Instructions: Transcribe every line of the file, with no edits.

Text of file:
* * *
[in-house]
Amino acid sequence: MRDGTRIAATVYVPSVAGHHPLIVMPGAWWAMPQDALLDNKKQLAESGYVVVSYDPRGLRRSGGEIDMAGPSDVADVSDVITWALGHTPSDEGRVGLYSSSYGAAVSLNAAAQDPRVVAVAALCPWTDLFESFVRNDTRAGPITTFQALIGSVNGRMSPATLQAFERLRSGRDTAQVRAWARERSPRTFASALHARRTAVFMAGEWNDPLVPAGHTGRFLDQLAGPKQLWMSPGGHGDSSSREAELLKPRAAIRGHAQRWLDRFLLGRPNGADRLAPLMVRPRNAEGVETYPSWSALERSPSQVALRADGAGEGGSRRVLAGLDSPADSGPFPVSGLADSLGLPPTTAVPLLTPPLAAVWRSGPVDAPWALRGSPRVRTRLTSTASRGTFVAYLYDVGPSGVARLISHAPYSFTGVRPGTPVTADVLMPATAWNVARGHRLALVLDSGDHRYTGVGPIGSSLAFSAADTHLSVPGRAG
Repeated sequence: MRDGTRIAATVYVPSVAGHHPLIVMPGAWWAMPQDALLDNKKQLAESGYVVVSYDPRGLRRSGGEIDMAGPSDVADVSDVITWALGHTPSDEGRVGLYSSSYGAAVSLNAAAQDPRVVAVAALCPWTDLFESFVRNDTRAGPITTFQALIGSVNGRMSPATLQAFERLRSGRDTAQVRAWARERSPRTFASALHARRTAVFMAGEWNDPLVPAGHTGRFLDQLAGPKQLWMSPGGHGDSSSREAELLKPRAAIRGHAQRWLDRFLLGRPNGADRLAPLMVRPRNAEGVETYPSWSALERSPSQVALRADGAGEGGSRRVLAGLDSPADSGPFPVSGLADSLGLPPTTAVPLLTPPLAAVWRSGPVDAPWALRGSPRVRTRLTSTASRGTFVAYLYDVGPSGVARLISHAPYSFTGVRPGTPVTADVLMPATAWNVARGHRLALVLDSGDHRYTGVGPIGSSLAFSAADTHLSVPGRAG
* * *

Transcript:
[in-house]
Amino acid sequence: MRDGTRIAATVYVPSVAGHHPLIVMPGAWWAMPQDALLDNKKQLAESGYVVVSYDPRGLRRSGGEIDMAGPSDVADVSDVITWALGHTPSDEGRVGLYSSSYGAAVSLNAAAQDPRVVAVAALCPWTDLFESFVRNDTRAGPITTFQALIGSVNGRMSPATLQAFERLRSGRDTAQVRAWARERSPRTFASALHARRTAVFMAGEWNDPLVPAGHTGRFLDQLAGPKQLWMSPGGHGDSSSREAELLKPRAAIRGHAQRWLDRFLLGRPNGADRLAPLMVRPRNAEGVETYPSWSALERSPSQVALRADGAGEGGSRRVLAGLDSPADSGPFPVSGLADSLGLPPTTAVPLLTPPLAAVWRSGPVDAPWALRGSPRVRTRLTSTASRGTFVAYLYDVGPSGVARLISHAPYSFTGVRPGTPVTADVLMPATAWNVARGHRLALVLDSGDHRYTGVGPIGSSLAFSAADTHLSVPGRAG
Repeated sequence: MRDGTRIAATVYVPSVAGHHPLIVMPGAWWAMPQDALLDNKKQLAESGYVVVSYDPRGLRRSGGEIDMAGPSDVADVSDVITWALGHTPSDEGRVGLYSSSYGAAVSLNAAAQDPRVVAVAALCPWTDLFESFVRNDTRAGPITTFQALIGSVNGRMSPATLQAFERLRSGRDTAQVRAWARERSPRTFASALHARRTAVFMAGEWNDPLVPAGHTGRFLDQLAGPKQLWMSPGGHGDSSSREAELLKPRAAIRGHAQRWLDRFLLGRPNGADRLAPLMVRPRNAEGVETYPSWSALERSPSQVALRADGAGEGGSRRVLAGLDSPADSGPFPVSGLADSLGLPPTTAVPLLTPPLAAVWRSGPVDAPWALRGSPRVRTRLTSTASRGTFVAYLYDVGPSGVARLISHAPYSFTGVRPGTPVTADVLMPATAWNVARGHRLALVLDSGDHRYTGVGPIGSSLAFSAADTHLSVPGRAG